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New Jersey’s nuclear subsidy means a loss to electricity consumers

 Consumers lose in nuclear subsidy plan, North Jersey Record Sept. 12, 2018 New Jersey’s nuclear subsidy idea was a loser from the start. Legislators earlier this year bowed to Public Service Enterprise Group’s insistence on financial help from consumers to keep South Jersey nuclear plants afloat — meaning to make them more profitable — and signed off on a $300 million plan.

Of course, lawmakers told us that the money merely represented a maximum, and that a Board of Public Utilities review would determine how much assistance — if any — the plants would receive. That process began last week, and officials have been tossing around a lot of political-sounding comments about extensive scrutiny of the nuclear applications — as if awards weren’t already essentially a done deal.

In a press release, BPU President Joseph Fiordaliso said the board and its staff take their responsibilities seriously, and will determine whether subsidies are warranted. Yet legislators and the governor have already decided they are; that was the whole argument in favor of the subsidies bill, that the plants wouldn’t stay open without help, that New Jersey needs nuclear power, and that the $300 million figure was an appropriate number to put in place. The final subsidies may not hit that number on the nose, but we can certainly assume they won’t be far off.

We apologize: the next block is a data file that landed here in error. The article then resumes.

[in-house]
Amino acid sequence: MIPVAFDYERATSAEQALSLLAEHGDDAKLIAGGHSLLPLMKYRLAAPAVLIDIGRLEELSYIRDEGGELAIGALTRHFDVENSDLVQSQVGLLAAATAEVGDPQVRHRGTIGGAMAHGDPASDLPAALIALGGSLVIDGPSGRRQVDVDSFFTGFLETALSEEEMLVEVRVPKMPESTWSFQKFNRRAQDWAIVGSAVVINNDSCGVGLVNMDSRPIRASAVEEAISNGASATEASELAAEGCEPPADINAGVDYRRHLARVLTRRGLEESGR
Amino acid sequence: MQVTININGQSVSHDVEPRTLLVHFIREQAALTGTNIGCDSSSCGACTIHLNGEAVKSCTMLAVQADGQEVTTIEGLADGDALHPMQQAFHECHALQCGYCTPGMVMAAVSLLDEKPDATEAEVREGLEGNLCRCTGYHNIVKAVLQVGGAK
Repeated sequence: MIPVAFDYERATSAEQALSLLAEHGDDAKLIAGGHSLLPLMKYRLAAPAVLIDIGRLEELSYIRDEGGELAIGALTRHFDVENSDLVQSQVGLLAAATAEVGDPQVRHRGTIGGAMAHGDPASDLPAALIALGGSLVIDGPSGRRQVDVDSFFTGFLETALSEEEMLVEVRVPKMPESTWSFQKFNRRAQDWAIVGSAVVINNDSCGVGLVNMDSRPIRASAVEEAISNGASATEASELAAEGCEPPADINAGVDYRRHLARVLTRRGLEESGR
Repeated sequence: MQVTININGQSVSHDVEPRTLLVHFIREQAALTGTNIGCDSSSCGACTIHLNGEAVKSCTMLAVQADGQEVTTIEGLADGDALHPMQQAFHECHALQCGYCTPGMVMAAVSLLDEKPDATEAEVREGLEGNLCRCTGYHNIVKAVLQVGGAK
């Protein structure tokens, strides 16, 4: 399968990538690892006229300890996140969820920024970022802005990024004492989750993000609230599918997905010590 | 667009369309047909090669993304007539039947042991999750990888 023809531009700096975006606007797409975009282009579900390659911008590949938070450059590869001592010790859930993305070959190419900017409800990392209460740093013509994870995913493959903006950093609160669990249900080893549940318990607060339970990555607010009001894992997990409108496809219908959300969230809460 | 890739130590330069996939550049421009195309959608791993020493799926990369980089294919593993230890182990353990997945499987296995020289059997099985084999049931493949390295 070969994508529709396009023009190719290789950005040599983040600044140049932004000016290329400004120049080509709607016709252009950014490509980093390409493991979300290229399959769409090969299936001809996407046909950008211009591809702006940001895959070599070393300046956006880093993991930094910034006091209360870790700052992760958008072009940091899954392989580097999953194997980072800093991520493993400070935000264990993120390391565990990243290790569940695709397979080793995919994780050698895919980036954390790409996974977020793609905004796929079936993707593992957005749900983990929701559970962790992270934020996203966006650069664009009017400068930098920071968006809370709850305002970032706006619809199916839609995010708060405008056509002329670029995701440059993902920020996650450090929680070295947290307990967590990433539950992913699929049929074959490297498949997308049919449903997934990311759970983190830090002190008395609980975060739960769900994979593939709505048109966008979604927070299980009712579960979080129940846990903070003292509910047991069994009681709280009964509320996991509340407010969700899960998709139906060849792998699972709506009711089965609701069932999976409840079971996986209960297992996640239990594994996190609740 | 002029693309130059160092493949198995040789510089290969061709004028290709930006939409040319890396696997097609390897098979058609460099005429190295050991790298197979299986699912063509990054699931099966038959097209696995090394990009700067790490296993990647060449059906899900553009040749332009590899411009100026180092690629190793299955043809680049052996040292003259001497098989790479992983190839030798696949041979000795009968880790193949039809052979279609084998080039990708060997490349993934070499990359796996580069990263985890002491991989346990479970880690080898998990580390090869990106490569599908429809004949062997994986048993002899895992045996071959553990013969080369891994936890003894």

It’s also no secret New Jersey consumers will be forced to foot the profitability bill not only for PSEG’s South Jersey plants, but also for nuclear plants in other states that contribute to the PJM Interconnection regional energy grid.

What will those states be doing to benefit us? Nothing, basically…………

environmentalists have maintained that the subsidy bill will prop up an outdated source of power at the expense of wind and solar energy, one more part of the governor’s often confusing, hopscotch approach to satisfying the state’s energy needs. Rival power companies have called the nuclear subsidy unfair to a company that reported $558 million in net income for the first three months of this year. And large power users said the subsidy would drive up costs and discourage innovation.

All of this, however, begs the question: Why couldn’t the amount of the subsidies have been determined before legislators created the pot of cash from which they will be taken? The plants aren’t losing money; they’re just not generating enough profit. PSEG won’t open its books to the public. Yet lawmakers felt compelled to announce to one and all upfront that as much as $300 million might be needed to get the job done. That taints everything moving forward………

September 14, 2018 - Posted by | business and costs, politics, USA

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